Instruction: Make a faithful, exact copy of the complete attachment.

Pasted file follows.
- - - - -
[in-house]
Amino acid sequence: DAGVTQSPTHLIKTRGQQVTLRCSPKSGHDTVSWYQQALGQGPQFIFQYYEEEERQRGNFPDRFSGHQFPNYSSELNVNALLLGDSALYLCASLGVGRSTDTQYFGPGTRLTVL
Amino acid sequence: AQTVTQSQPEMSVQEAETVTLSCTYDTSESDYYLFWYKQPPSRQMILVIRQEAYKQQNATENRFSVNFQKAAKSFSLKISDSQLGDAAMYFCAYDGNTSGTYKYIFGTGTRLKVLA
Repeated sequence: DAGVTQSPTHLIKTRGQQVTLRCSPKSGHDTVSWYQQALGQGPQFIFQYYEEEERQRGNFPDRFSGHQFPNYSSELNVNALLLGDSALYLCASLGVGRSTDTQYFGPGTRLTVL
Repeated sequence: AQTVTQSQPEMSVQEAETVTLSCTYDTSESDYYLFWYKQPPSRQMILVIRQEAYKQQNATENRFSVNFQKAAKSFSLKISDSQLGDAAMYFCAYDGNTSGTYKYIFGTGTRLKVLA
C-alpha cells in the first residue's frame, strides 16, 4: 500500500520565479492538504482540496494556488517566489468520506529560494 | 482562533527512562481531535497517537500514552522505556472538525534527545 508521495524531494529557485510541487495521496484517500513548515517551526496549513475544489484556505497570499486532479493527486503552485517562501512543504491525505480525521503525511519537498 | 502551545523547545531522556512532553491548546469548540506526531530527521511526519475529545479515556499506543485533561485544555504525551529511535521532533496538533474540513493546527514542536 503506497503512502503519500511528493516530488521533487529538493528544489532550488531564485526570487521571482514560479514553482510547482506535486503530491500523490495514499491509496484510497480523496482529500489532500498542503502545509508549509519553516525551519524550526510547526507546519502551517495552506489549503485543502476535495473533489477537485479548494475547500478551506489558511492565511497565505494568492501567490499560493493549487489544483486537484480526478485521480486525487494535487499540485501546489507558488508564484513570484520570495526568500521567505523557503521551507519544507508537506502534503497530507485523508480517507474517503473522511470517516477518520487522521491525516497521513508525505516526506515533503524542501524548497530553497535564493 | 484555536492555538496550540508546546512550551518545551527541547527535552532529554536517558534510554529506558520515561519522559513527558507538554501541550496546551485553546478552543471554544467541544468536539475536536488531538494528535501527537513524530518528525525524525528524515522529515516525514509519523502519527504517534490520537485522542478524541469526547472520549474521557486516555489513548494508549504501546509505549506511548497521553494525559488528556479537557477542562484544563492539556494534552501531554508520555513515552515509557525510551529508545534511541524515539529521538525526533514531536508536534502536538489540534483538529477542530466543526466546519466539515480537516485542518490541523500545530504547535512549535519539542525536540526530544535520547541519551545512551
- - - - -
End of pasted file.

[in-house]
Amino acid sequence: DAGVTQSPTHLIKTRGQQVTLRCSPKSGHDTVSWYQQALGQGPQFIFQYYEEEERQRGNFPDRFSGHQFPNYSSELNVNALLLGDSALYLCASLGVGRSTDTQYFGPGTRLTVL
Amino acid sequence: AQTVTQSQPEMSVQEAETVTLSCTYDTSESDYYLFWYKQPPSRQMILVIRQEAYKQQNATENRFSVNFQKAAKSFSLKISDSQLGDAAMYFCAYDGNTSGTYKYIFGTGTRLKVLA
Repeated sequence: DAGVTQSPTHLIKTRGQQVTLRCSPKSGHDTVSWYQQALGQGPQFIFQYYEEEERQRGNFPDRFSGHQFPNYSSELNVNALLLGDSALYLCASLGVGRSTDTQYFGPGTRLTVL
Repeated sequence: AQTVTQSQPEMSVQEAETVTLSCTYDTSESDYYLFWYKQPPSRQMILVIRQEAYKQQNATENRFSVNFQKAAKSFSLKISDSQLGDAAMYFCAYDGNTSGTYKYIFGTGTRLKVLA
C-alpha cells in the first residue's frame, strides 16, 4: 500500500520565479492538504482540496494556488517566489468520506529560494 | 482562533527512562481531535497517537500514552522505556472538525534527545 508521495524531494529557485510541487495521496484517500513548515517551526496549513475544489484556505497570499486532479493527486503552485517562501512543504491525505480525521503525511519537498 | 502551545523547545531522556512532553491548546469548540506526531530527521511526519475529545479515556499506543485533561485544555504525551529511535521532533496538533474540513493546527514542536 503506497503512502503519500511528493516530488521533487529538493528544489532550488531564485526570487521571482514560479514553482510547482506535486503530491500523490495514499491509496484510497480523496482529500489532500498542503502545509508549509519553516525551519524550526510547526507546519502551517495552506489549503485543502476535495473533489477537485479548494475547500478551506489558511492565511497565505494568492501567490499560493493549487489544483486537484480526478485521480486525487494535487499540485501546489507558488508564484513570484520570495526568500521567505523557503521551507519544507508537506502534503497530507485523508480517507474517503473522511470517516477518520487522521491525516497521513508525505516526506515533503524542501524548497530553497535564493 | 484555536492555538496550540508546546512550551518545551527541547527535552532529554536517558534510554529506558520515561519522559513527558507538554501541550496546551485553546478552543471554544467541544468536539475536536488531538494528535501527537513524530518528525525524525528524515522529515516525514509519523502519527504517534490520537485522542478524541469526547472520549474521557486516555489513548494508549504501546509505549506511548497521553494525559488528556479537557477542562484544563492539556494534552501531554508520555513515552515509557525510551529508545534511541524515539529521538525526533514531536508536534502536538489540534483538529477542530466543526466546519466539515480537516485542518490541523500545530504547535512549535519539542525536540526530544535520547541519551545512551